|House Prices Likely to Fall
New Zealand house prices are likely to fall as the coronavirus pandemic continues to impact domestic and global markets. While real estate assets are large, robust, and somewhat resilient, the current situation will be a huge test. Unemployment is just one of many factors likely to affect the market, with tourism, rental prices, and wider business confidence also likely to have a negative impact. Overall, house prices are likely to fall over coming months, with the speed and extent of the decline directly linked to the state of the global pandemic.
According to the latest data from the Real
Estate Institute of New Zealand (REINZ), the housing market has already been
affected by coronavirus. Recent results saw a national sales volume drop of
4.8%, with 347 fewer properties sold across the country than a year ago at
6866. This is the lowest result in nine years, and one of the first obvious
effects of the pandemic on the property market. During the first quarter of the
year, 2000 fewer new listings came onto the market than the same time last
Median house prices reached record highs in
March on an annual basis, however, with Auckland up 11.1% to $950,000, and
national figures up 13.7% to $665,000. While these are undeniably strong
results, they are a reflection of the market before the lockdown, and before
the impact of coronavirus. During the GFC in 2008, which is the only comparable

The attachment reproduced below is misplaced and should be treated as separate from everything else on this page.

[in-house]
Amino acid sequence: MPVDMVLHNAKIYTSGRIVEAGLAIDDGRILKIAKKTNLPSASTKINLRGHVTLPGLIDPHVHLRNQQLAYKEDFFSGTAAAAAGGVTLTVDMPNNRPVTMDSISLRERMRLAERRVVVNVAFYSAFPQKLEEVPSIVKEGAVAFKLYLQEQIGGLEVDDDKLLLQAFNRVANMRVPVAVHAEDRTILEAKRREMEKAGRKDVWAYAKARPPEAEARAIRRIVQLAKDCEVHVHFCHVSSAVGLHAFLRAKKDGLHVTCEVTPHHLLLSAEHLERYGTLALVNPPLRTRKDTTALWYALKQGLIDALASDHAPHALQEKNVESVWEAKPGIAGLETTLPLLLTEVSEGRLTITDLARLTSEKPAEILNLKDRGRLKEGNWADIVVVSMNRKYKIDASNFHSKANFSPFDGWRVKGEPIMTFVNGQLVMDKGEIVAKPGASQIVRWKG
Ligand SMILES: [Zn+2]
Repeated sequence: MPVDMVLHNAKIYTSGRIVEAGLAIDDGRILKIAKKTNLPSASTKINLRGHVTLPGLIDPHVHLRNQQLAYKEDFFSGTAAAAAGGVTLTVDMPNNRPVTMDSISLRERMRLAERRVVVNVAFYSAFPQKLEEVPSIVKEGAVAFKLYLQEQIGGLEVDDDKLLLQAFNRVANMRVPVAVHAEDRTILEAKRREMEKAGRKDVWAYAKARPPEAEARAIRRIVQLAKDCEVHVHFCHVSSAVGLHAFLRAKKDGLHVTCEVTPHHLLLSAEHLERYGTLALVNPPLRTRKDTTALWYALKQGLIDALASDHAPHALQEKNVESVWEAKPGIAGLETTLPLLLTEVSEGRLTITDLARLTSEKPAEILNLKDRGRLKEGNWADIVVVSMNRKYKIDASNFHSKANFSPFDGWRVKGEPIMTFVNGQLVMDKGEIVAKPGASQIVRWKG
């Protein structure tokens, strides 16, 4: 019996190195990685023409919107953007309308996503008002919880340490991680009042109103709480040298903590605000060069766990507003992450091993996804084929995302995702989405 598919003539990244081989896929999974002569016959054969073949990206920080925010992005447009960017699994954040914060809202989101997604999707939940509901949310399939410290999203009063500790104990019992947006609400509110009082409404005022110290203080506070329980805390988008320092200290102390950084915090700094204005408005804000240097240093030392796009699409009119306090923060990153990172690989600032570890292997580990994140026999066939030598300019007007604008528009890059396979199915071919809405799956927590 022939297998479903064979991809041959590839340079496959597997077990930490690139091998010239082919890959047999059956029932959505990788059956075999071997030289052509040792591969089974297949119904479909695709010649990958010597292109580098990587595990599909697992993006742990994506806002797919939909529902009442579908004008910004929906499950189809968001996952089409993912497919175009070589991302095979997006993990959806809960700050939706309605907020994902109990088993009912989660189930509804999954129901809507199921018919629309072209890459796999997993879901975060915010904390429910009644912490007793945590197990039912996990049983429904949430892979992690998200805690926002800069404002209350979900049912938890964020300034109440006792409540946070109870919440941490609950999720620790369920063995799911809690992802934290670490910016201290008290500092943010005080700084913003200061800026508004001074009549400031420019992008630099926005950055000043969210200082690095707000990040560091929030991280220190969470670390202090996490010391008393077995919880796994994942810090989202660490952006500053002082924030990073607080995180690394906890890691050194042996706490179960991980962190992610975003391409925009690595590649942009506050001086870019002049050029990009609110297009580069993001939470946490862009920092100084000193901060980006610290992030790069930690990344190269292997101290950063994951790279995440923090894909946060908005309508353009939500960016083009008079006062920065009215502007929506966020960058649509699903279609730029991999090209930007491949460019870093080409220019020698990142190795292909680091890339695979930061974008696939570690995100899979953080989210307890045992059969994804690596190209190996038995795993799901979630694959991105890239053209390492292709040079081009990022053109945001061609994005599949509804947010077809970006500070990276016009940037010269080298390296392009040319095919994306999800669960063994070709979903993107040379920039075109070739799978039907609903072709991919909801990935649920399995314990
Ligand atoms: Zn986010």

situation, property prices in New Zealand fell around 8%. Our banks are in much
better shape this time around, however, with property prices likely to be
determined by wider economic conditions such as business insolvencies and
Unlike some sectors, such as healthcare and
emergency services, the real estate sector is not classified as essential.
REINZ has estimated daily sales drops of around $125 million, which equates to
a possible loss of trade around $3.6 billion during the lockdown period.
Mortgage rates will stay low for the foreseeable future, however, which is
likely to support house prices along with housing under-supply and strong
long-term immigration. While fewer international visitors are entering the
country, there are lots of Kiwis coming home to what is relatively safe turf.
According to Herald property editor Anne
Gibson, unemployment is likely to be the single biggest factor affecting house
prices in coming months: "The main banking economists say unemployment is
the single biggest factor that they see affecting the market, once we come out
of lockdown. It affects people's ability to secure the mortgage, then pay off
the house. I think the really worrying thing is that if unemployment did rise
to something like 8%, which some of the economists are talking about, that
could be quite dire for the housing market."
All of these factors will impact the
housing market, which is somewhat insulated but certainly not immune to wider
economic forces. The speed and depth of the downturn is likely to be
geographic, with places like Queenstown that rely heavily on tourism likely to
experience a steeper decline. While low prices could be good news for some,
"First-time buyers have found themselves in a really difficult situation
during Covid-19 with the portion of their KiwiSaver fund able to be used for a
first-home purchase being at a much lower value than many had expected,"
said REINZ chief executive Bindi Norwell.